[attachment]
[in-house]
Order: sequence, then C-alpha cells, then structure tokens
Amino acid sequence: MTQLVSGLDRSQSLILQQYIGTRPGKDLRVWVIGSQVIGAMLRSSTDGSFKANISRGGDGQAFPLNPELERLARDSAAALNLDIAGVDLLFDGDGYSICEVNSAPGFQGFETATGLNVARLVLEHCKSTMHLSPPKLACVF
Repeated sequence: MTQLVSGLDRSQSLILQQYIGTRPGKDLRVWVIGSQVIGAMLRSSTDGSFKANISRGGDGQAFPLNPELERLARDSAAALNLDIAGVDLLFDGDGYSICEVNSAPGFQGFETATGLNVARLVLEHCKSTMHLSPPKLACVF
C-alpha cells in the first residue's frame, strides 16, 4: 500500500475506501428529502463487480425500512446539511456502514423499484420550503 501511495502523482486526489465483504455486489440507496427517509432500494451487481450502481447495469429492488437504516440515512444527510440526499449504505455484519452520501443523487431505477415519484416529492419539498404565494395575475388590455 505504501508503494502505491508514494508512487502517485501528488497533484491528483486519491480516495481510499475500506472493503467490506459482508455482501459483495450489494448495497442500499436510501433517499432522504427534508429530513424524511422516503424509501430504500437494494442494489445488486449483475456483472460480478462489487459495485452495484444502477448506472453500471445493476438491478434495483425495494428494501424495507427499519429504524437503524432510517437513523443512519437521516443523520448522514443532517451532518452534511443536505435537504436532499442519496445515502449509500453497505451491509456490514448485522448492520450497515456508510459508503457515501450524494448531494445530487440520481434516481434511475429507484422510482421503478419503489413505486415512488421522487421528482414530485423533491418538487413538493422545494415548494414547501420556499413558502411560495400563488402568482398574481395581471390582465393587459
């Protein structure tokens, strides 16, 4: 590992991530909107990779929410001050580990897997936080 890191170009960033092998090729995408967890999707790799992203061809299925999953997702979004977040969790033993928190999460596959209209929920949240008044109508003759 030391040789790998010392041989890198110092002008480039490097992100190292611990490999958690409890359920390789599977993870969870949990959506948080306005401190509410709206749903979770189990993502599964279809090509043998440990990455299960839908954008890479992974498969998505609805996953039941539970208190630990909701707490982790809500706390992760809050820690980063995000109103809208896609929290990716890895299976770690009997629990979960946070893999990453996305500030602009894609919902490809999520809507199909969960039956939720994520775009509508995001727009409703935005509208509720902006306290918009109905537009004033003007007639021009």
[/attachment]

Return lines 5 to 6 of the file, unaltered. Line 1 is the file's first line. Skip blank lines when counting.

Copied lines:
C-alpha cells in the first residue's frame, strides 16, 4: 500500500475506501428529502463487480425500512446539511456502514423499484420550503 501511495502523482486526489465483504455486489440507496427517509432500494451487481450502481447495469429492488437504516440515512444527510440526499449504505455484519452520501443523487431505477415519484416529492419539498404565494395575475388590455 505504501508503494502505491508514494508512487502517485501528488497533484491528483486519491480516495481510499475500506472493503467490506459482508455482501459483495450489494448495497442500499436510501433517499432522504427534508429530513424524511422516503424509501430504500437494494442494489445488486449483475456483472460480478462489487459495485452495484444502477448506472453500471445493476438491478434495483425495494428494501424495507427499519429504524437503524432510517437513523443512519437521516443523520448522514443532517451532518452534511443536505435537504436532499442519496445515502449509500453497505451491509456490514448485522448492520450497515456508510459508503457515501450524494448531494445530487440520481434516481434511475429507484422510482421503478419503489413505486415512488421522487421528482414530485423533491418538487413538493422545494415548494414547501420556499413558502411560495400563488402568482398574481395581471390582465393587459
């Protein structure tokens, strides 16, 4: 590992991530909107990779929410001050580990897997936080 890191170009960033092998090729995408967890999707790799992203061809299925999953997702979004977040969790033993928190999460596959209209929920949240008044109508003759 030391040789790998010392041989890198110092002008480039490097992100190292611990490999958690409890359920390789599977993870969870949990959506948080306005401190509410709206749903979770189990993502599964279809090509043998440990990455299960839908954008890479992974498969998505609805996953039941539970208190630990909701707490982790809500706390992760809050820690980063995000109103809208896609929290990716890895299976770690009997629990979960946070893999990453996305500030602009894609919902490809999520809507199909969960039956939720994520775009509508995001727009409703935005509208509720902006306290918009109905537009004033003007007639021009």